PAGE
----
The thing about this movie is that the central mystery (who set the bomb) is painfully easy for Gyllenhaal to solve and when he finally focuses in on the objective at hand he gets his answer in about five minutes, but it takes forever for him to do that because he keeps getting sidetracked by irrelevant nonsense, particularly the brunette sitting in front of him named Christina Warren (Michelle Monaghan) every time he begins the eight minute sequence.   It seems to take forever for the character to realize that he can’t save this woman or anyone else using the technology he’s in and he keeps on inexplicably trying.  I would be more forgiving of this if it hadn’t been established that real lives were at stake outside of the simulation, but that is established early, and you can’t help but get angry at this character when he puts those lives at risk as he wastes time chasing simulated pussy instead of getting his job done.

This dichotomy of putting up with Stevens’ time wasting bullshit isn’t so bad in the film’s first half, where you’re still sort of wrapped up in the mystery and kind of enjoying the concept.  The film almost feels like a video game (and not in a pejorative sense) in that you’re watching the character try out different solutions until you finally reach the correct sequence that will give you the “good” ending.  But a lot of this fun really just exits the room in the film’s second half, which is consumed by rank and implausible sentimentality.  I don’t want to give anything away, but a key side character makes a decision for entirely sappy reasons toward the end of the film which I am quite simply philosophically opposed to.  This feels like a complete 180 from the ambiguous morality that Jones introduced into Moon that I can only assume he was trying to give Hollywood what he thought it wanted.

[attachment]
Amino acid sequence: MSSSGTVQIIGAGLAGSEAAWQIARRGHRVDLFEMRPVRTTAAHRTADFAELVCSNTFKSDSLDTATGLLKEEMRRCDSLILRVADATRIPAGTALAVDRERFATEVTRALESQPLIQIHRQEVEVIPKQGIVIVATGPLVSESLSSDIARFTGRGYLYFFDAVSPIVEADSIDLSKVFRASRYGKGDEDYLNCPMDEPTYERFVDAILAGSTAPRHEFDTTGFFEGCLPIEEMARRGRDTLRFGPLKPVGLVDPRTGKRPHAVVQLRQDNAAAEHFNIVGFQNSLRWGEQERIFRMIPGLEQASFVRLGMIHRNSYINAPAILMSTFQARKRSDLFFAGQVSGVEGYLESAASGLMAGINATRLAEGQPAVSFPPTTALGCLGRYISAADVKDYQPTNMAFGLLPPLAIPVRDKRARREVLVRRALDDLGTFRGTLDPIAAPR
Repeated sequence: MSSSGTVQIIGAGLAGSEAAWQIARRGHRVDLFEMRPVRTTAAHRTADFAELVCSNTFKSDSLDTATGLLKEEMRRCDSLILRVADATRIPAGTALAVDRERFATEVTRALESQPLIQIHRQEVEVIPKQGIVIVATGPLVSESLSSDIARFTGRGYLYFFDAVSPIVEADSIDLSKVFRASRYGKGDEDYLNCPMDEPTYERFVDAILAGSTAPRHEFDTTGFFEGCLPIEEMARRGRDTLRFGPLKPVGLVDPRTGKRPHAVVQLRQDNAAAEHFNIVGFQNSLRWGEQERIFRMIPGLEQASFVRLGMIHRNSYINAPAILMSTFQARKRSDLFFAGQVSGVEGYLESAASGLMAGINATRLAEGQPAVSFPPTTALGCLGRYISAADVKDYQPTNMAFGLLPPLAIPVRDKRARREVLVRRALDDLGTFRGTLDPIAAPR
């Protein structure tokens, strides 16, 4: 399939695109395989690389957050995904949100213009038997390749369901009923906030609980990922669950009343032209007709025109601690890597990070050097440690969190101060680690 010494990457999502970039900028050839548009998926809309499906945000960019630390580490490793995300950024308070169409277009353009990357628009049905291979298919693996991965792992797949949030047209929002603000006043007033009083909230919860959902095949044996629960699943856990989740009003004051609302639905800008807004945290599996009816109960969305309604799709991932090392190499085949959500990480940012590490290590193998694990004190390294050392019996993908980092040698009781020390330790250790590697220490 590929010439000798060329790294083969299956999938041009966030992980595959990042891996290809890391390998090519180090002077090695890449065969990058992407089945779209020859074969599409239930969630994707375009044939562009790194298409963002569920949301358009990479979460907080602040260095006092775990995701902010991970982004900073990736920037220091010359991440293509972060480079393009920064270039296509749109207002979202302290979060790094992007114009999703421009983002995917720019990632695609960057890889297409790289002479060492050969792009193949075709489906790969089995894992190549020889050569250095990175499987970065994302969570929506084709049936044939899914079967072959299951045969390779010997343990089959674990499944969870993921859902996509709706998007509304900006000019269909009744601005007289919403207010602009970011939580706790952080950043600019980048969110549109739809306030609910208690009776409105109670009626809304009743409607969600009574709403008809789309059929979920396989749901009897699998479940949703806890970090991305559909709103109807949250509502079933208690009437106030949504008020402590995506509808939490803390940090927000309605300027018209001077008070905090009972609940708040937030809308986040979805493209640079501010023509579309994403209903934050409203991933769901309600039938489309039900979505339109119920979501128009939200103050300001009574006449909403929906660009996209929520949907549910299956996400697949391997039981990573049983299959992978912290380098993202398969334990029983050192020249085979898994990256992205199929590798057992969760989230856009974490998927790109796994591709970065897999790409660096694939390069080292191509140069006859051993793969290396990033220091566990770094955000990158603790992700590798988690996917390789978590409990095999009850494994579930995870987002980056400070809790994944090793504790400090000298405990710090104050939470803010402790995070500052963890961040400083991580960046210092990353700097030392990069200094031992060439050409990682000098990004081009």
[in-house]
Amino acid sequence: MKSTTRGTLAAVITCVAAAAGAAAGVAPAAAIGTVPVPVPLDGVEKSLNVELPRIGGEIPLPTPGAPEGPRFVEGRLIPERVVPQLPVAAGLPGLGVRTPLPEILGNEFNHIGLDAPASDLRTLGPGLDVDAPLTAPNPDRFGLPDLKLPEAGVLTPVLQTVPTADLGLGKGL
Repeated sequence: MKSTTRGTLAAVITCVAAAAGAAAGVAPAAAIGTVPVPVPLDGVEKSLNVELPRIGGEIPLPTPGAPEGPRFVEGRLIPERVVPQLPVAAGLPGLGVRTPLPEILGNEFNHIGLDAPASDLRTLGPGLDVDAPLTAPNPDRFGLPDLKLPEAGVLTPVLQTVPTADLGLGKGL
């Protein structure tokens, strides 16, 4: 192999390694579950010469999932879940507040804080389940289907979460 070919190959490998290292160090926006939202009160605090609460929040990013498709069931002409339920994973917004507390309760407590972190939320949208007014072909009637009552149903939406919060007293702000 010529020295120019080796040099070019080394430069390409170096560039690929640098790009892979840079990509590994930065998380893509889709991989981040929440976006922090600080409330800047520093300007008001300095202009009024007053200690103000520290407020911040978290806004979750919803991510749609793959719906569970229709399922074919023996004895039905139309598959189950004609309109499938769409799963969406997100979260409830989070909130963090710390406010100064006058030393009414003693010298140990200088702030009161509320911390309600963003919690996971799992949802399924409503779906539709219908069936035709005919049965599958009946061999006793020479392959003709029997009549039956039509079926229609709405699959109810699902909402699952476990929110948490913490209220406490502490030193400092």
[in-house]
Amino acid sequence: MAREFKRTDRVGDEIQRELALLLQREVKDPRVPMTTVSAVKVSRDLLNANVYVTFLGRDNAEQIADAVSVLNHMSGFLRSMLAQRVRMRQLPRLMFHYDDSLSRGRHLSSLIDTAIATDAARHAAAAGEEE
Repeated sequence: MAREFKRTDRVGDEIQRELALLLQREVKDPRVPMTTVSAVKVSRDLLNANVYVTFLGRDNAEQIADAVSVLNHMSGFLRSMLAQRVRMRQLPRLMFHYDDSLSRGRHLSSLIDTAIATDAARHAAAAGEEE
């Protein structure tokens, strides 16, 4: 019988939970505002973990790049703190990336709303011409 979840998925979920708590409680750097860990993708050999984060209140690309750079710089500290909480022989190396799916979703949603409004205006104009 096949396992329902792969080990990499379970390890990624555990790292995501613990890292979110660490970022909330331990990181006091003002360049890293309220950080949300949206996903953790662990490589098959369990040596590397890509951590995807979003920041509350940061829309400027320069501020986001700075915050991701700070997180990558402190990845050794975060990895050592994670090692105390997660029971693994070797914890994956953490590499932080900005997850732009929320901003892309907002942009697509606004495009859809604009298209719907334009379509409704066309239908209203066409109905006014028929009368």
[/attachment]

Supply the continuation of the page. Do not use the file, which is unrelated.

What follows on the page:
I suppose I’m coming off a bit more negative than I mean to be, possibly because the movie was a lot more enjoyable as I watched it than it was in retrospect.  There really is a pretty good concept at the center of the film and there are a number of parts to the movie that really are enjoyable.  Gyllenhaal gives a good, if not overly special performance and the rest of the cast is pretty good as well.  Jones does a good job making you care about some of the personalities on the train and there is a certain weight to knowing that all these people you’re coming to know are, in fact, doomed.  The film also has a rather paradoxical ending that is at once sappy and also rather grim depending on the mindset you use while watching it.  For all my reservations, I still kind of feel compelled to recommend it given that its main competition right now includes the likes of Hop, Battle: Los Angeles, and Red Riding Hood.  But in an environment with more options I’d probably delegate this to rental status.  It’s worth watching in spite of its flaws if only to keep your eye on Duncan Jones, who I still think has potential, but if he’s not careful he could easily turn into the next M. Night Shyamalan.

*** out of Four